Sportsnewsireland recently caught up with apprentice jockey Ross Coakley, who we are tipping for the top in 2011. Coakley has been one of Ireland’s top pony racing riders over the last few seasons and recently became apprenticed to the Denis Cullen stable. Ross rode his first winner on the track yesterday(7th Feb). Here he tells John O’Riordan about his career to date. Ross will be writing a blog every week from 20th March here on SportsNewsIRELAND :
“I am originally from Dublin and lived there until I was 12. I got into racing through my father who was an amateur jockey. As a child he spent his summers in Glenbeigh, where his mother was from. He used to work in Cournanes trekking stables and that is where he got his interest from. He rode in a few pony races for Cournanes and like many, got the racing bug! He then went on to ride as an amateur with moderate success!
We used to go to Glenbeigh for our holidays also and I think I sat on my first horse in Cournane’s when I was 2. It progressed from there really. Like my dad I used to work in Cournane’s taking out treks. No money involved, just the pure love of being involved in horses. At the age of 9, I started tagging along with my dad while he rode out in Pat Martins in Meath. I loved the whole set up and Pat very kindly let me keep a pony in the yard that I used to ride out with the racehorses. After a year I was allowed progress to the quiet racehorses and eventually I was allowed the illustrious task of galloping them. Pat was brilliant to me over the years and I learnt an awful lot there. When I turned 13 we moved to Kildare so it was no longer feasible to ride out for him. I started to ride out for Michael O’Brien and for Jarlath Fahey. I was also able to get a lot out before school in Jarlath’s which I loved. In the summer of 2009 I started riding out in Michael Halford’s which is next door to our house.
I rode in my first pony race when I was 9. It was the confined race at Glenbeigh on a little grey pony owned by Cournane’s. I finished about 4 furlongs behind the second last horse! But it didn’t matter, I loved it. The following year I got my own pony, passed on to me by Paul Townend. I used to ride her every week, never got a winner out of her but it was great experience. The next season I had six winners but the following season was frustrating as I had about twenty runner-up finishes only getting my first winner of the season at the final meeting on a pony called El Paso for Chris Hayes’s uncle Dinny. Virtually all of the second place finishes were behind the famous pony called Maniac who was ridden for the early part of the season by Emmet MacNamara and then by Danny Mullins.
Things went great from there. I rode 23 winners the following year including the Glenbeigh Derby for my cousin Gerard O’Connor. The next year I had 16 winners up to mid season when I broke my collar bone. I missed Dingle which was devastating because it is the Cheltenham of pony racing. I returned after 5 weeks but I then broke my arm and punctured a lung. That was my season over and my ambition of winning a championship or a Dingle winner was looking very slim with only one year remaining until I turned 16 when I hoped to progress to the racecourse. Thankfully my final year in pony racing was a dream. I rode 44 winners, stayed injury free, won the Glenbeigh Derby for my dad and was Leading Rider in Dingle. Dingle was particularly special after not even getting to race there the previous year due to injury. The fantastic year would not have been possible without the support of owners such as Colm O’Connor, Joe McNamara and Jerry and Aileen Daly and Paul Harrison. I didn’t really ride for any big stable but our own three horses had a great year winning nineteen races between them. I won the midlands Championship and finished runner-up in the National Riders Championship this year and signed off with ninety Horse and Pony Race winners.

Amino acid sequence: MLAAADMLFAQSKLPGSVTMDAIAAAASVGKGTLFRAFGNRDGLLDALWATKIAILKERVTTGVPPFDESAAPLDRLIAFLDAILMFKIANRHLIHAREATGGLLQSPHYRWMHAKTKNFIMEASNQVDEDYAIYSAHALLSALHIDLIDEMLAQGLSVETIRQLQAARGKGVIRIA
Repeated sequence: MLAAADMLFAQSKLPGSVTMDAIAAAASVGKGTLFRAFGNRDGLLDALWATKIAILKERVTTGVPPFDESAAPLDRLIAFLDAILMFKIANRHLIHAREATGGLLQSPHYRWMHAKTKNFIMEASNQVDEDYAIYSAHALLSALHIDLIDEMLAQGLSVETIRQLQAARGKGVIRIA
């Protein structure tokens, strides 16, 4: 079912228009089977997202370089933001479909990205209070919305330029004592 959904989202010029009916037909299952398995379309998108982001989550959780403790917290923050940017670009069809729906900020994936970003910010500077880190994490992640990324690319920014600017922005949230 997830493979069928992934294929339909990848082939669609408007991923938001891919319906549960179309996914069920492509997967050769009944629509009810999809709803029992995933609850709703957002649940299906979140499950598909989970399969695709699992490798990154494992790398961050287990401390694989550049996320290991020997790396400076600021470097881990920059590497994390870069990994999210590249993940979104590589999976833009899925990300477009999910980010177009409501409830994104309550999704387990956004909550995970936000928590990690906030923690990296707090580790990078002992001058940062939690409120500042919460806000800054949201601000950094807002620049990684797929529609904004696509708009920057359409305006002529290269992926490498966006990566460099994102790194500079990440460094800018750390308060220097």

Then in October I signed on as an Apprentice with Denis Cullen and got my licence. He was very good to give me my first taste of racecourse action very quickly when I rode Daring Man in an Apprentice Race in Navan . I also got to ride Essex in the November Handicap at Leopardstown. It was brilliant to get the opportunity on such a high class horse in such a good race and he ran a great race to finish in the middle on ground that he would not have favoured off a bad draw. Denis is a great mentor to have and having ridden a winner at the Cheltenham festival, he has great knowledge on race riding. He is always willing to give me pointers that will help me improve. I have had 8 rides so far and hopefully that first winner won’t be too far away!
I have great admiration for jockeys overall. Each and every one has to make huge sacrifices and the work that needs to be put in is massive. I admire Michael Kinane for the international success he achieved and how he opened the door for Irish riders with his success. I would try to model myself on Kevin Manning and Fran Berry, two very stylish and talented riders who are both tall like me.
Next season I hope to get a number of winners, establish myself and hopefully challenge for the Rookie Award in the Derrinstown Apprentice Series. By 2012 I would hope to be in a position to challenge for the overall Apprentice Championship. While my stable is not one of the big flat yards, I believe that Pat Smullen became champion apprentice from a similar type of stable. While I am tall at about 5”7’, I can claim off the bottom weight so I am hopeful my weight will stay good and allow me to concentrate on the flat. It is very competitive in Ireland with the best jockeys in the world here and it may be necessary in the future to have to go to the UK where there is a lot more opportunity due to the number of big stables there, but I will try to make my career in Ireland”.